While players may be almost certain of the payoffs and the structure of the game, they cannot be absolutely certain. This small room for doubt, when exploited by a very patient (dominant) player, leads to reputation being built. Here is what we know from the previous literature. A sufficiently patient dominant player facing a single opponent can exploit the incomplete information and guarantee payoffs that are arbitrarily close to the dynamic Stackelberg payoff, which is the best he can obtain subject to giving the other player at least the minmax payoff. My results stand in sharp contrast to the extant literature: introducing competition in the form of multiple long-lived opponents can severely restrict the dominant player’s ability to build and exploit reputation, in some cases completely nullifying it. It is consistent with some empirical observations that market sharing is uneven when there are two firms in the market, but more equitable when there are three or more firms.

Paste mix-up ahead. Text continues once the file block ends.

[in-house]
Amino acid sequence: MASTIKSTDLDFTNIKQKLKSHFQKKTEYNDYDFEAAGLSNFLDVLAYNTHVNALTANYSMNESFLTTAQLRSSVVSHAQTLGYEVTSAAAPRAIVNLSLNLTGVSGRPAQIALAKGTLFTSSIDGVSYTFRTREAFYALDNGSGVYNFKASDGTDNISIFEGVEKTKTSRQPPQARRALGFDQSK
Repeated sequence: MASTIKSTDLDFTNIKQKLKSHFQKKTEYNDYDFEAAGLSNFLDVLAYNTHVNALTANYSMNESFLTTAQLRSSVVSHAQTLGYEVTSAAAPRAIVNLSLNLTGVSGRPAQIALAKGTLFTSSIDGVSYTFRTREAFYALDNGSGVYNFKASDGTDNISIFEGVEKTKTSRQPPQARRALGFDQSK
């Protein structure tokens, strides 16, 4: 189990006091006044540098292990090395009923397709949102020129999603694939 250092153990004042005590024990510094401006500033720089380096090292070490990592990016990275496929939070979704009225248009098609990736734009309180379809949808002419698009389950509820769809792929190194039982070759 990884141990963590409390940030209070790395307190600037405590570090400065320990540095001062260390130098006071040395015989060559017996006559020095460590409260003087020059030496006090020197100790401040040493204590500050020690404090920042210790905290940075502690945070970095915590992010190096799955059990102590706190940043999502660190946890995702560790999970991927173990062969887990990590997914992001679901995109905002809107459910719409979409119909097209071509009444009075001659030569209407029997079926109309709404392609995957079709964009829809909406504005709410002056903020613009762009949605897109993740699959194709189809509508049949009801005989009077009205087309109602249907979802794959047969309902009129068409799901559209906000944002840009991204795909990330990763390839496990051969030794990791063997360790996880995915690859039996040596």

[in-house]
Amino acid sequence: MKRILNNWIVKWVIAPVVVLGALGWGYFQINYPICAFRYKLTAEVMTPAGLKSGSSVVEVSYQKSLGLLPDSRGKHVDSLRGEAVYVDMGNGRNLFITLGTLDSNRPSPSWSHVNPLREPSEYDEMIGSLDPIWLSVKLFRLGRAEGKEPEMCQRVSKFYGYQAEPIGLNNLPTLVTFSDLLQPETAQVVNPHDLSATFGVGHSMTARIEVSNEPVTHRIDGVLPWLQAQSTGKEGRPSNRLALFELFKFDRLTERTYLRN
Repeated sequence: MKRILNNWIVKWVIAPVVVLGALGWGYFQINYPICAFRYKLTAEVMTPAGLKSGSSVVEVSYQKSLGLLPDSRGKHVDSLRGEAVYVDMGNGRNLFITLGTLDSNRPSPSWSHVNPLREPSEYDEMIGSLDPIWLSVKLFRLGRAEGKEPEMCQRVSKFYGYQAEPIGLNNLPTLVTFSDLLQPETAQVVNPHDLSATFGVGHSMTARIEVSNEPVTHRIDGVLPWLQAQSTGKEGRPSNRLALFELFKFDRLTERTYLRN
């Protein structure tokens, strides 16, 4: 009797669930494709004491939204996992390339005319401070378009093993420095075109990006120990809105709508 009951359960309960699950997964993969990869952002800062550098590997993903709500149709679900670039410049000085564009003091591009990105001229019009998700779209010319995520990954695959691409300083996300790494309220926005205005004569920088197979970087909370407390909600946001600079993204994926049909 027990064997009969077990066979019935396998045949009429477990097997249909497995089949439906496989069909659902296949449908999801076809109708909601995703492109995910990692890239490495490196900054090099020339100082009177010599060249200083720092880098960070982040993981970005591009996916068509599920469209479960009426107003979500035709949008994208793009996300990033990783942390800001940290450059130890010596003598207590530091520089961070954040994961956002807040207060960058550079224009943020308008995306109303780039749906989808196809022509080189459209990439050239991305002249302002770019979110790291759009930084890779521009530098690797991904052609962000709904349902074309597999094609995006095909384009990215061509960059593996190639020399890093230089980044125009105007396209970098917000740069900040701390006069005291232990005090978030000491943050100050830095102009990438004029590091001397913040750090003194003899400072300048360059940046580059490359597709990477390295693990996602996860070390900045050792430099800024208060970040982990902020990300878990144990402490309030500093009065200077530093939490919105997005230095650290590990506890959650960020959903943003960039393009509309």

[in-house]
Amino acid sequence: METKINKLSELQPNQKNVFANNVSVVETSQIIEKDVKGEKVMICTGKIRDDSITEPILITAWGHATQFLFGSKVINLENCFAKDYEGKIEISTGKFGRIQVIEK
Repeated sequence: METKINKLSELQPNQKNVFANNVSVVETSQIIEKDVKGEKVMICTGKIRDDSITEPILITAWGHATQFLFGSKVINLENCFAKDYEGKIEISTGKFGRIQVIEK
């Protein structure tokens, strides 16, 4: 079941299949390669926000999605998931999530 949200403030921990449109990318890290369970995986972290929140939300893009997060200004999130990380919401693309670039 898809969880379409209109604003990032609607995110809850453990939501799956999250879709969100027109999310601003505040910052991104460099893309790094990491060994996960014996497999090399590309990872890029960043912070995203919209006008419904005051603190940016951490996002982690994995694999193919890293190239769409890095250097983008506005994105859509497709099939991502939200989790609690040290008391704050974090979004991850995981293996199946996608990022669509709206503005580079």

Contact Emails: